Once Dirty Harry has proposed that idea, people didn't think it could get any crazier than that.

But then, during his speech accepting the Republican party's nomination for President, Mitt Romney claimed that if Barack Obama were re-elected President, the radius of the NBA basketball could be increased to 250%, or even 300%.

Here is a graphical representation of LeBron James holding the "ObamaBall 250". This ball is more than 15 times the size of the current regulation basketball.
And this is the "ObamaBall 300", 27 times bigger than the current ball.
President Obama responded to these claims today, arguing that all of this talk about the size of the NBA basketball were just distracting from the real issues, like the size of a MLB baseball.

Obama also pointed to the fact that Mitt Romney increased the size of the Boston Celtics' basketball when he was governor of Massachusetts.


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Or comment below!

Monday, August 27, 2012

My Gripes With the JFL42 Toronto Festival

By Jeff Cover

I am a big fan of stand-up comedy. I am also a big fan of the Nerdist podcast. That's why I was ecstatic when I heard that the Nerdist podcast was doing a live episode at the Just For Laughs Festival in Toronto this September. Wow! Great news!

I looked it up, and I thought it seemed a bit complicated, you know, for a comedy festival. One is supposed to buy tickets for the Louis CK show, and then one will be e-mailed a passcode to reserve other spots in the festival. I thought it was a little unorthodox, but I was still excited and still on board. So I bought my tickets. That's when the problems began.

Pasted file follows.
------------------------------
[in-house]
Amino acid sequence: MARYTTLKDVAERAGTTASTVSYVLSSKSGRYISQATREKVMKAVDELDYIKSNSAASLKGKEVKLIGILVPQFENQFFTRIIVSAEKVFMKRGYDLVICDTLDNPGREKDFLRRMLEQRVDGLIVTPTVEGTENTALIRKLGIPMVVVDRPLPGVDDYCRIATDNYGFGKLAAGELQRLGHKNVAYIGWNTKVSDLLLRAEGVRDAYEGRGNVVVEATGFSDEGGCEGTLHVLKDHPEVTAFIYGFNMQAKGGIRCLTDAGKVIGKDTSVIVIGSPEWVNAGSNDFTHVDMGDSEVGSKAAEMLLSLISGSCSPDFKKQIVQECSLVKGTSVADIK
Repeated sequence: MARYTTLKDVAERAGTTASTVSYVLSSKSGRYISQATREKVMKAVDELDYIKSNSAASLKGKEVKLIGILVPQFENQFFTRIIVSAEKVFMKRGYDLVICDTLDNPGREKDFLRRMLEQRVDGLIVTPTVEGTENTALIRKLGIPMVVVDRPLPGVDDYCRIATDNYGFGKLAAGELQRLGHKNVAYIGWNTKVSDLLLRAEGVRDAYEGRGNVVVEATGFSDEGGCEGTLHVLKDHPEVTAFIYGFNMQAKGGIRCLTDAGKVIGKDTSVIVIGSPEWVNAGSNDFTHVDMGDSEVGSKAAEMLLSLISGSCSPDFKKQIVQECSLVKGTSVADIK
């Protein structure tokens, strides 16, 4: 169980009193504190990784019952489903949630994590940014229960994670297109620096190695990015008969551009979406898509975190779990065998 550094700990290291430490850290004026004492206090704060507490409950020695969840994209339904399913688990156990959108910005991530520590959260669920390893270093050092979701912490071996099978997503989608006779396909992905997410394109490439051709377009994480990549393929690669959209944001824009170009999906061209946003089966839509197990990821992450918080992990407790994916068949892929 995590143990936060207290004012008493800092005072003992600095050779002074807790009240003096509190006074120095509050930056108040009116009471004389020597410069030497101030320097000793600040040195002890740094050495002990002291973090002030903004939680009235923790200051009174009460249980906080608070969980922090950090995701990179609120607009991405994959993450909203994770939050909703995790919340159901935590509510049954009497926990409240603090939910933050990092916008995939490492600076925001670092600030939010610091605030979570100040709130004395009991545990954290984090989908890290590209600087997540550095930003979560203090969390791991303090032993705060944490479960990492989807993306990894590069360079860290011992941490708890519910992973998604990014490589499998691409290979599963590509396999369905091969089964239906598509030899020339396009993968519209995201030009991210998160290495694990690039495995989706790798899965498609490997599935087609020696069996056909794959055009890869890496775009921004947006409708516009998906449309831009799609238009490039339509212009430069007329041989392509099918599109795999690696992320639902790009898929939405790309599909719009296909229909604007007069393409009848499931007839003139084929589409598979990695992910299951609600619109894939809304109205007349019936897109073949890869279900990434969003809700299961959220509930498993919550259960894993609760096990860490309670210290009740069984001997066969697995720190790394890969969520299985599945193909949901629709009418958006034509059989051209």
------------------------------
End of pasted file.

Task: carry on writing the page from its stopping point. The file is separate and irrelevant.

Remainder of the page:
On Tuesday I bought two passes to the festival, and was immediately given access to print the Louis CK tickets. Printing, by the way, is the only way to get the tickets. You cannot pick them up at one of the many TicketMaster outlets, you cannot have them delivered by rush, you cannot have them delivered by mail. The only option is to print them. For those of you without a printer (because who needs a printer these days?), good luck with that.

I expected to be e-mailed the online passcode within a few minutes. You know how these companies are; they always say 48 hours, but it never takes that long. Well, they didn't arrive within a few minutes. 24 hours passed, still no passcode. 48 hours passed, still no passcode. Three days passed, still no passcode. This is when I decided to take action.

On Friday I called the phone number on the website. It was a busy signal. I e-mailed the e-mail address on the website. No one responded. I called the number again. Again, I got a busy signal. I notice that beside the phone number, they've written TicketMaster in parentheses. So I call TicketMaster's customer service line. Guess what? It was a busy signal. So I called the TicketMaster line for buying tickets. Surely someone will pick up there. They did, and managed to transfer me over to customer service. Customer service had no idea about this festival or the passcodes. I had to explain to the representative the unorthodox nature of this festival's ticketing procedure. This was when I began to realize how fucked up this festival is.

Anyways, yesterday, Monday, I spent two hours on the phone with TicketMaster, sent three increasingly angry e-mails to a non-responding address, pestered the JFL42 Twitter and Facebook accounts, and still got nowhere. And I mean, nowhere. I was no closer to getting my passcodes than I was on Tuesday. No matter what I did, I could not get a hold of anyone in the company. My final e-mail to JFL42 threatened to file a complaint with the Better Business Bureau and Visa (my preferred method of payment).